(navigation image)
Home American Libraries | Canadian Libraries | Universal Library | Community Texts | Project Gutenberg | Children's Library | Biodiversity Heritage Library | Additional Collections
Search: Advanced Search
Anonymous User (login or join us)
Upload
See other formats

Full text of "Verdict On India"

CHAPTER VII

WE will now come down to earth.
The second part of our journey is nearly completed. It has been.
largely a journey through a desert. And yet. . .if we had paused
to notice them... our attention would have been diverted by a
number of strange growths which have sprung up in the waste
places. These growths are the products of Hindu Nationalism.
They have always been indigenous to the Indian soil, but only
since the sun of independence has risen over the horizon have
they lifted themselves out of the dust, waxed and prospered, and
proclaimed their true shape and quality. They are of the utmost
interest to the student of world affairs, for they bear no sort of
resemblance to the social flora of any other country. Let us pause
to examine them, beginning with what is perhaps the strangest
growth of all  by name Ayurveda.
If the average British or American citizen, were told that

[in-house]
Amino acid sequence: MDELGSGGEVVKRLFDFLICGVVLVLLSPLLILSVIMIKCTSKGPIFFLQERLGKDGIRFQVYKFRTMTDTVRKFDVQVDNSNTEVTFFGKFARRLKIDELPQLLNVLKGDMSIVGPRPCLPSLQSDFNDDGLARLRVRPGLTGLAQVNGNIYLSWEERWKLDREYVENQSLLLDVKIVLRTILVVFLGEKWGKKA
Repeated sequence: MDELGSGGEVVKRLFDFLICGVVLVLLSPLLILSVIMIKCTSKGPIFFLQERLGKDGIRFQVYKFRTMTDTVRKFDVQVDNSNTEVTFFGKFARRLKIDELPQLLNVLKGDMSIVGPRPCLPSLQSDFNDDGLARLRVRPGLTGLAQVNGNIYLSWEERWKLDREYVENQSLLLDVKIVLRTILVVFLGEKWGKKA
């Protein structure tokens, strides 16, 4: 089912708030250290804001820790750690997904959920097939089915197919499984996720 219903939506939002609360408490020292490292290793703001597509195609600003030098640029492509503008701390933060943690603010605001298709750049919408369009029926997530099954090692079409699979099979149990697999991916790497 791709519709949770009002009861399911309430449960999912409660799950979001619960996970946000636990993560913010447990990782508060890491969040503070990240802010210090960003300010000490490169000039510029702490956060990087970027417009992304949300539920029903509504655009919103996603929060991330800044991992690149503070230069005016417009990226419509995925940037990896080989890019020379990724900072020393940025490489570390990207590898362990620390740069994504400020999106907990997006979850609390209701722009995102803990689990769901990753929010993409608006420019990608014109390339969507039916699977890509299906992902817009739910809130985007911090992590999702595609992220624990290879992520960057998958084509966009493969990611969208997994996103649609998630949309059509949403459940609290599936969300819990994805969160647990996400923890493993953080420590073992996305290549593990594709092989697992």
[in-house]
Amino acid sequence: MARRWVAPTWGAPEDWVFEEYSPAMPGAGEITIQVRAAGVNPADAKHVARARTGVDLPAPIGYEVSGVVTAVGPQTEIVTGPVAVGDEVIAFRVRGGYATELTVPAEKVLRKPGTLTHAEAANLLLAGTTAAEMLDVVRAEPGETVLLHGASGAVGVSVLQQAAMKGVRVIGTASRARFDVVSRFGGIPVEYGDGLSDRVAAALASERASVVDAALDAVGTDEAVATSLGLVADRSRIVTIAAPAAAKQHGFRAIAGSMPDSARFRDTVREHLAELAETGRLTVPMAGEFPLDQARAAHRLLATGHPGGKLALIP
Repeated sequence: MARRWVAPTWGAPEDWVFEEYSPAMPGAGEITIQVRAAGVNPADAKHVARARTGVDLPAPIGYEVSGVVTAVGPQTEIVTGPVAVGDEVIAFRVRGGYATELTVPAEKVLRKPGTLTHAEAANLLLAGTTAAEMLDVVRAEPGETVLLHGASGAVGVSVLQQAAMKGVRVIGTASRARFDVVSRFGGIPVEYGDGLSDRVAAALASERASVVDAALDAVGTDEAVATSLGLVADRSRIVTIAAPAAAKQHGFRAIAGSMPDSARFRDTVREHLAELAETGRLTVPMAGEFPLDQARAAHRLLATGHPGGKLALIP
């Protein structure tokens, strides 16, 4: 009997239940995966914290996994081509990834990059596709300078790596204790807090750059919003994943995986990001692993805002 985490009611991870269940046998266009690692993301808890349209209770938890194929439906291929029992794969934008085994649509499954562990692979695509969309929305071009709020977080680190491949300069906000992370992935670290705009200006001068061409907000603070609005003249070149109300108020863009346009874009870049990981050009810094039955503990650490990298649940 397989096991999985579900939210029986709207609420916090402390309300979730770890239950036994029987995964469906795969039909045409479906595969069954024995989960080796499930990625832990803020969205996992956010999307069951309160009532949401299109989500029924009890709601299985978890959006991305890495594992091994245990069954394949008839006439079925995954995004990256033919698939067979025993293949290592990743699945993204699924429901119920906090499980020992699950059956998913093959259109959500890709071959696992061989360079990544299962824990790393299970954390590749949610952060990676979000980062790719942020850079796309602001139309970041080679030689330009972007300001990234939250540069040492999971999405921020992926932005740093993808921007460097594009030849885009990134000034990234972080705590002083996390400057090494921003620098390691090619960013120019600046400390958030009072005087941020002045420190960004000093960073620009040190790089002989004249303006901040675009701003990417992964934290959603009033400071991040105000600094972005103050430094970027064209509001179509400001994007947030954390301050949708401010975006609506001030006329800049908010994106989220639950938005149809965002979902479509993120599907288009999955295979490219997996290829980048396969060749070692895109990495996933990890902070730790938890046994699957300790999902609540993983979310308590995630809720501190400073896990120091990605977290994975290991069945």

syphilis could be cured by drinking a cup of tea, he would be
sceptical ; modern civic education has taught him that venereal
disease is not quite so simple as a cold in the head. He knows that
syphilis, at least in its first two stages, is curable, but only after
many months of skilled and specialized treatment by intravenous
and intramuscular injections.
If he were told that this same cup of tea would cure tuberculosis,
his scepticism would probably change into anger. He is aware
that medical science is making wonderful progress ; but this would
not be an example of progress, it would be a piece of witchcraft.
And when the same cup of tea was proffered to him as a specific
for indigestion, and, as if that were not enough, for brain-fever,
malaria, gonorrhoea, heart-failure, and bronchitis  inter alia  he
would be inclined to throw back the cup of tea, rather violently,
. into the face of its inventor. For he feels that persons making
such claims, even though they may themselves believe them* are
among the enemies of society.